Watching a 70mm print of “Dunkirk” at Lincoln Center’s glorious Walter Reade theater was enough to make me want to pick up the baton and join Christopher Nolan’s fight to preserve the theatrical experience. Earlier this week, Nolan railed against Netflix in an interview with IndieWire, citing the company’s “mindless policy” with respect to theatrical distribution, and after seeing how the director masterfully envelopes the audience into his WWII drama, it’s hard to disagree with the idea that this great director’s work belongs on the big screen.
While it’s admirable that Warner Brothers backed Nolan’s efforts to make sure his dedicated fans have a first rate way of seeing the film – “Dunkirk” will be projected in 70mm and 70mm IMAX in over 100 screens this weekend – the problem is that a large majority of those buying a ticket at one of the other 3,500 theaters will experience a vastly inferior presentation of the film.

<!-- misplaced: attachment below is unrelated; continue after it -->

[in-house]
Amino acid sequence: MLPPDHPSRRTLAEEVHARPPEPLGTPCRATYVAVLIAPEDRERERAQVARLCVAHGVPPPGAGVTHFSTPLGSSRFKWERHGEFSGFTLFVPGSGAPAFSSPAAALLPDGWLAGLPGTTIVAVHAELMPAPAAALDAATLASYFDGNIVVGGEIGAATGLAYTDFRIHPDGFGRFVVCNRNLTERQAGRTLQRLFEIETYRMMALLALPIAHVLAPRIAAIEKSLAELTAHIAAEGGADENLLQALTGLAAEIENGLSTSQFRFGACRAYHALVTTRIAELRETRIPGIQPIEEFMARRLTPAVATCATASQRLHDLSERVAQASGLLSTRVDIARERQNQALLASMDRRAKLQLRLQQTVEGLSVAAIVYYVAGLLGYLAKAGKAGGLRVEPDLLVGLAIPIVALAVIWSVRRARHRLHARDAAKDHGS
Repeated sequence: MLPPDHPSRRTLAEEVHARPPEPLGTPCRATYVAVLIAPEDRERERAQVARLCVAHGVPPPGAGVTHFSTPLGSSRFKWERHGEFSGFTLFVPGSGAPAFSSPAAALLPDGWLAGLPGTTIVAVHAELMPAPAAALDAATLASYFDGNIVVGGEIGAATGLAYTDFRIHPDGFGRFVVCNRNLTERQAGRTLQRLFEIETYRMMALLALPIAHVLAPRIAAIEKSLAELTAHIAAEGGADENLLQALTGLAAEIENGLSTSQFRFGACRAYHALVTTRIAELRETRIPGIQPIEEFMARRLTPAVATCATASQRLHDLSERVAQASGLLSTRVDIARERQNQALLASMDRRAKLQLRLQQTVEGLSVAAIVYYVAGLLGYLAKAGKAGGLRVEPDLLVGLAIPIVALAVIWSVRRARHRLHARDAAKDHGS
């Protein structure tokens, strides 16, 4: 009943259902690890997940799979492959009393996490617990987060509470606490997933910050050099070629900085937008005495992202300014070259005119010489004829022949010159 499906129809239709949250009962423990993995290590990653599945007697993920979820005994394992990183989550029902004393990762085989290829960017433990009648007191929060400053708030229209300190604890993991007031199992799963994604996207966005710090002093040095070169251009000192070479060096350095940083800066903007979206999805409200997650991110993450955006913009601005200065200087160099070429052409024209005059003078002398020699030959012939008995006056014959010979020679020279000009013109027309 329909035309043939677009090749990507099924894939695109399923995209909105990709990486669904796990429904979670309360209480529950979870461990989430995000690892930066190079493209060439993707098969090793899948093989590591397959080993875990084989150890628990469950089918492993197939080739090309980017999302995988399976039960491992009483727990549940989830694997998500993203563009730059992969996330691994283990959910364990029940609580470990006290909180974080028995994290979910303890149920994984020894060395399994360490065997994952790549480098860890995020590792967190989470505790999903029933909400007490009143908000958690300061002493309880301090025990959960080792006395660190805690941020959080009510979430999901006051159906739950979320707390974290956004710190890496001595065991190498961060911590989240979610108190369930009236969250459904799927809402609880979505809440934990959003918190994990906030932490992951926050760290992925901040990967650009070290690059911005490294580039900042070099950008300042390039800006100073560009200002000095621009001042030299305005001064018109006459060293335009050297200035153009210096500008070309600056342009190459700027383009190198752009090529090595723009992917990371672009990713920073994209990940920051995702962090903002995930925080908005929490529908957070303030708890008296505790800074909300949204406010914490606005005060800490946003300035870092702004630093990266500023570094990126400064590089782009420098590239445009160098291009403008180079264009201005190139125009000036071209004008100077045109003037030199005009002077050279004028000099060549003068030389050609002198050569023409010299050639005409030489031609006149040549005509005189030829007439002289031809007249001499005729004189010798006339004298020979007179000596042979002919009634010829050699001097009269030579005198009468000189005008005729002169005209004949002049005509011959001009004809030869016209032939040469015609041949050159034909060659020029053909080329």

Those of us who work in the industry, and argue passionately for the primacy of the theatrical experience, have been spoiled by the opportunities at our disposal. Members of the media typically attend press screenings in which distributors and publicists make sure we have the best picture and sound. We go to premieres of films at festivals where the anticipation of the packed house brings an energy to the charged theater. In New York, there are flagship theaters with state-of-the-art equipment and a repertory renaissance that offers more 35mm prints in week than we can watch in a year.
But a few steps outside that bubble reveal the utterly poor quality of national theater chains. The screens are dim. The focus is never sharp; the wrong lens is being used at least 25 percent of the time. The image is masked incorrectly, cutting part of the frame out so the composition is off balance. And there is always at least one blown speaker that starts rattling every time the action scenes start to roar. Try to complain to a theater manager, or call the national chain’s customer service numbers, and they are more indifferent than a cable company – ironically, the other set of corporations Netflix has endangered.